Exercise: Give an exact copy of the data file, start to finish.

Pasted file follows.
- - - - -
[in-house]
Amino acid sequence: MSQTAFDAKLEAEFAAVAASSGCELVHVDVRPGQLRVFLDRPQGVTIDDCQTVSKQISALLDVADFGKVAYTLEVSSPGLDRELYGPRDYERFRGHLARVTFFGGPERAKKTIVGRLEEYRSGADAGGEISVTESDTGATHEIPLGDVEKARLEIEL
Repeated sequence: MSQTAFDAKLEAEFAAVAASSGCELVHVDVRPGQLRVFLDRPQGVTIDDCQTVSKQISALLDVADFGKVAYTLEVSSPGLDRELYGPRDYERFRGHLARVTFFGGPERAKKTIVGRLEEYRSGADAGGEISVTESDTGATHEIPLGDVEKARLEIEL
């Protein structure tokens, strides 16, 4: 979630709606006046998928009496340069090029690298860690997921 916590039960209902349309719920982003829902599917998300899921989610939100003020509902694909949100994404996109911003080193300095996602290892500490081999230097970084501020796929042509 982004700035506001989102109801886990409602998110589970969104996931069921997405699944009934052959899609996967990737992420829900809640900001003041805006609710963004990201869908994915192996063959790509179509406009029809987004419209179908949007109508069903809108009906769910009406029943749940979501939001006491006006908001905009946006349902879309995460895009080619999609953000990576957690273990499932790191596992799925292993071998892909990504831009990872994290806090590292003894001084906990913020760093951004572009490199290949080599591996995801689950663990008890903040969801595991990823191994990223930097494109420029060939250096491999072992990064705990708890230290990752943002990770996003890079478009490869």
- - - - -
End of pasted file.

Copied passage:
[in-house]
Amino acid sequence: MSQTAFDAKLEAEFAAVAASSGCELVHVDVRPGQLRVFLDRPQGVTIDDCQTVSKQISALLDVADFGKVAYTLEVSSPGLDRELYGPRDYERFRGHLARVTFFGGPERAKKTIVGRLEEYRSGADAGGEISVTESDTGATHEIPLGDVEKARLEIEL
Repeated sequence: MSQTAFDAKLEAEFAAVAASSGCELVHVDVRPGQLRVFLDRPQGVTIDDCQTVSKQISALLDVADFGKVAYTLEVSSPGLDRELYGPRDYERFRGHLARVTFFGGPERAKKTIVGRLEEYRSGADAGGEISVTESDTGATHEIPLGDVEKARLEIEL
């Protein structure tokens, strides 16, 4: 979630709606006046998928009496340069090029690298860690997921 916590039960209902349309719920982003829902599917998300899921989610939100003020509902694909949100994404996109911003080193300095996602290892500490081999230097970084501020796929042509 982004700035506001989102109801886990409602998110589970969104996931069921997405699944009934052959899609996967990737992420829900809640900001003041805006609710963004990201869908994915192996063959790509179509406009029809987004419209179908949007109508069903809108009906769910009406029943749940979501939001006491006006908001905009946006349902879309995460895009080619999609953000990576957690273990499932790191596992799925292993071998892909990504831009990872994290806090590292003894001084906990913020760093951004572009490199290949080599591996995801689950663990008890903040969801595991990823191994990223930097494109420029060939250096491999072992990064705990708890230290990752943002990770996003890079478009490869």